A 21-year-old Laupahoehoe woman recently was crowned Miss Collegiate America in Little Rock, Ark.
“I still can’t believe it,” said Ronelle Valera, a 2017 graduate of Kamehameha Schools-Hawaii in Keaau.
Her journey to the title started in 2017 when she was a high school senior and competed for the title of Miss Hawaii Collegiate.
“I was the youngest one; I just went for it and I got first runner-up,” Valera said. “I felt really defeated after that because I got a lot of harsh critiques physically, so I ended up taking a break. I graduated high school and came to school in Portland.”
While attending Concordia University last year, she decided to get back into pageant competition and again entered the Miss Hawaii Collegiate pageant.
“I was kind of bored with my life; I needed to spice it up,” she said. “I had three leadership positions at my university, but that wasn’t enough for me. I wanted to come back to pageants.”
Valera said she had grown a lot since her first competition.
“My resume grew, I grew. I was a totally new Ronelle,” she said. “I ended up coming home to run and I won, which was totally unexpected because I had taken such a long break.”
But as she prepared to return to college, she learned her school declared bankruptcy and shut down.
In order to compete at the national level, contestants needed to be enrolled in school, so the search for a university landed her at Warner Pacific University in Portland, Ore., where she will graduate in May with a major in social work.
The national pageant was supposed to take place in June, but was postponed because of the COVID-19 pandemic.
“Then it happened … and was totally unexpected that I even placed top 16, and then top five. Then I got best in interview and then I won the whole thing!” she said, still in disbelief. “There was not a second that I thought I could win this. I’m from Laupahoehoe!”
The pageant was a week filled with many fun activities and excursions. Usually, contestants would get to bond with the other girls, but because of the pandemic they had to social distance.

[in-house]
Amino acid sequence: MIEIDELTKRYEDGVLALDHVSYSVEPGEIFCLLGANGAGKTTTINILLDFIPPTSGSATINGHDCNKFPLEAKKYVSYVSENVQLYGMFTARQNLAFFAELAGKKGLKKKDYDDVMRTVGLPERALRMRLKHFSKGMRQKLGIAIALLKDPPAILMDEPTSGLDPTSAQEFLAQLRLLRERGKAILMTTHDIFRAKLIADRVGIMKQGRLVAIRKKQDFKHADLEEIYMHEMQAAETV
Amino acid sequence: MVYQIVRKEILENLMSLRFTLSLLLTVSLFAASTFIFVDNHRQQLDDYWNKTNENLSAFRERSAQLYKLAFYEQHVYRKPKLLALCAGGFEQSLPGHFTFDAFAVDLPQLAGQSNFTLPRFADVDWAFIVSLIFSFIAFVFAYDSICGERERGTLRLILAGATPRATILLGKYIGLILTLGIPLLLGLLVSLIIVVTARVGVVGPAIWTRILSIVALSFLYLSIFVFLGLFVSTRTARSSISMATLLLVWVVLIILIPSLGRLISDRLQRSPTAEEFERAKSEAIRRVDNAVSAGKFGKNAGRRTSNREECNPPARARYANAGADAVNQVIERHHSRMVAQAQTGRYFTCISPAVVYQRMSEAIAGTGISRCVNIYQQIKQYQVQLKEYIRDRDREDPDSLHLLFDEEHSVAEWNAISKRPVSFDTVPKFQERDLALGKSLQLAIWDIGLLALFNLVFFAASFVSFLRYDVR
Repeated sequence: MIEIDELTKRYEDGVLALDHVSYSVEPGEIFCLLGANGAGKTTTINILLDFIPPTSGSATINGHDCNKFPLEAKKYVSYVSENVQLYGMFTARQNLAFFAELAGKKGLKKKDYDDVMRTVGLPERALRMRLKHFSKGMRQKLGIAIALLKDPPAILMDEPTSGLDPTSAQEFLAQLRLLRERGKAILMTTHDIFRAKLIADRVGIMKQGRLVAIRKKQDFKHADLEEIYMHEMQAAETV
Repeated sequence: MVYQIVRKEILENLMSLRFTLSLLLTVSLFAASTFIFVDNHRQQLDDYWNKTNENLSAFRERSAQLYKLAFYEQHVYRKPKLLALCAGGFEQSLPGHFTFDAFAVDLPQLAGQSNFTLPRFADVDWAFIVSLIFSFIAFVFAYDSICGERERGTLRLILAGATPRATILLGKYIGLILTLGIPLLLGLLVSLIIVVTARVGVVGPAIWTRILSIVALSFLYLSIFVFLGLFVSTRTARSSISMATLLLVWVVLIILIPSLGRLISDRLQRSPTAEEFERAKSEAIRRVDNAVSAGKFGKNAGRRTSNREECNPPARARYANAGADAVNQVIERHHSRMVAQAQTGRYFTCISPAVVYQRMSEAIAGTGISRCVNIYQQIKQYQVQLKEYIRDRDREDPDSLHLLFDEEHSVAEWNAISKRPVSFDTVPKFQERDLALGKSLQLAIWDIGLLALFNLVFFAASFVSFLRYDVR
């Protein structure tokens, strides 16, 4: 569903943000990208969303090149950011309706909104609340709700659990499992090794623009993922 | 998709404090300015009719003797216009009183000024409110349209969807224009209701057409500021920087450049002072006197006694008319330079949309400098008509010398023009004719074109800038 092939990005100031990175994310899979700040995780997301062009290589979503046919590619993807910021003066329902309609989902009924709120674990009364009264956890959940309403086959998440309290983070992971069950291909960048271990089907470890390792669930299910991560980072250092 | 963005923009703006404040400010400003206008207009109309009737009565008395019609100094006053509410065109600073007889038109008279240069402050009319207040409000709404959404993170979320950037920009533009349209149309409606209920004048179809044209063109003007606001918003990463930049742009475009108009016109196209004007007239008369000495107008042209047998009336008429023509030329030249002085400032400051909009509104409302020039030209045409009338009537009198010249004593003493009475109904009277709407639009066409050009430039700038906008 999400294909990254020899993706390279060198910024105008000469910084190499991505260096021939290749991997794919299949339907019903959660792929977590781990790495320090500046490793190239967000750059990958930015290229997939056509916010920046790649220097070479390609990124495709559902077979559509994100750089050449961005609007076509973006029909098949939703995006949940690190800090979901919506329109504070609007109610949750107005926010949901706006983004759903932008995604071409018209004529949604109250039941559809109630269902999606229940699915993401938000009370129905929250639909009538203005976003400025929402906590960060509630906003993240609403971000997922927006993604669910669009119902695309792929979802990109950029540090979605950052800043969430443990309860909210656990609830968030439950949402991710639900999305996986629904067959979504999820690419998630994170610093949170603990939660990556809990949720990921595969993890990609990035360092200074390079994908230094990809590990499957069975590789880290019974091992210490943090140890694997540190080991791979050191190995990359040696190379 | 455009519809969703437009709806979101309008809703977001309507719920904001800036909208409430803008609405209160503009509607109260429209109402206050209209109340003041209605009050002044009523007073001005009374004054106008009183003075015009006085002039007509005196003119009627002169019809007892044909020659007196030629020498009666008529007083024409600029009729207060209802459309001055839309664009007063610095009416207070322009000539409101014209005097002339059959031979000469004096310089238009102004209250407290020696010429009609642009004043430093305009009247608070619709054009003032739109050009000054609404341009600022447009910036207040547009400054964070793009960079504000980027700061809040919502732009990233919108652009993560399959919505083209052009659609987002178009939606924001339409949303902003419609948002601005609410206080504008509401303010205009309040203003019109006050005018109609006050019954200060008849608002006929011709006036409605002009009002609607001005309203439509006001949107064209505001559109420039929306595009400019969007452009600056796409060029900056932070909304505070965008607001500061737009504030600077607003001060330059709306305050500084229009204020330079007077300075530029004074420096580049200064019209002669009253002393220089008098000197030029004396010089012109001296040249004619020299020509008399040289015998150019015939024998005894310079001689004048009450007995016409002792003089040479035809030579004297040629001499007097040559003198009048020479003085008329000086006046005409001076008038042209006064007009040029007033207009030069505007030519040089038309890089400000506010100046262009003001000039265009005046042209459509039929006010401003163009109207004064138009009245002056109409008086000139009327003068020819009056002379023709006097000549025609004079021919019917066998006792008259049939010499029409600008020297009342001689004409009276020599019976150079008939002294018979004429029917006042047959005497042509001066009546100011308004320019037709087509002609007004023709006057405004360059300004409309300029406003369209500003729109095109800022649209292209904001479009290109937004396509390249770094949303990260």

The competition itself spanned three days that included interviews, a preliminary competition where everyone competed and on the final day only the top 16 competed.
Valera’s father, Roy, raised Ronelle as a single parent since she was 5 years old.
“I am just so proud of her,” said the elder Valera, who accompanied his daughter to the finals. “Just to see her accomplish this is amazing. She put her heart and soul in it.”
The pageant’s platform is BRAVE, which is an anti-bullying campaign. During the finals, Valera needed to answer the on-stage question: “What does BRAVE mean to you and what have you done to promote it?”
In her answer, Valera said that coming from an island in the middle of the ocean she needed to get creative in spreading the platform in the middle of a pandemic.
“So what did I do? I took to social media. I wanted to know that my voice coming all the way from the middle of the ocean was being heard,” she said, adding she also created a website named Kahanus Korner.
She talked about being bullied herself and how she would spread the message of respect for yourself and others.
She said the title of Miss Collegiate America is like a full-time job. She has about four or five trips planned to make appearances, meet with sponsors and photo shoots and also has a requirement of at least five appearances and community service events every month. All of this while still going to school and having a full-time internship.
After graduation she hopes to start her master’s degree, looking at the University of Hawaii at Manoa for postgraduate studies.
As Miss Collegiate America 2020 Valera will be awarded a new JL Jeep Wrangler Sport and $100,000 in scholarships, trips, wardrobe, travel, service and additional prizes.
Email Laura Ruminski at firstname.lastname@example.org.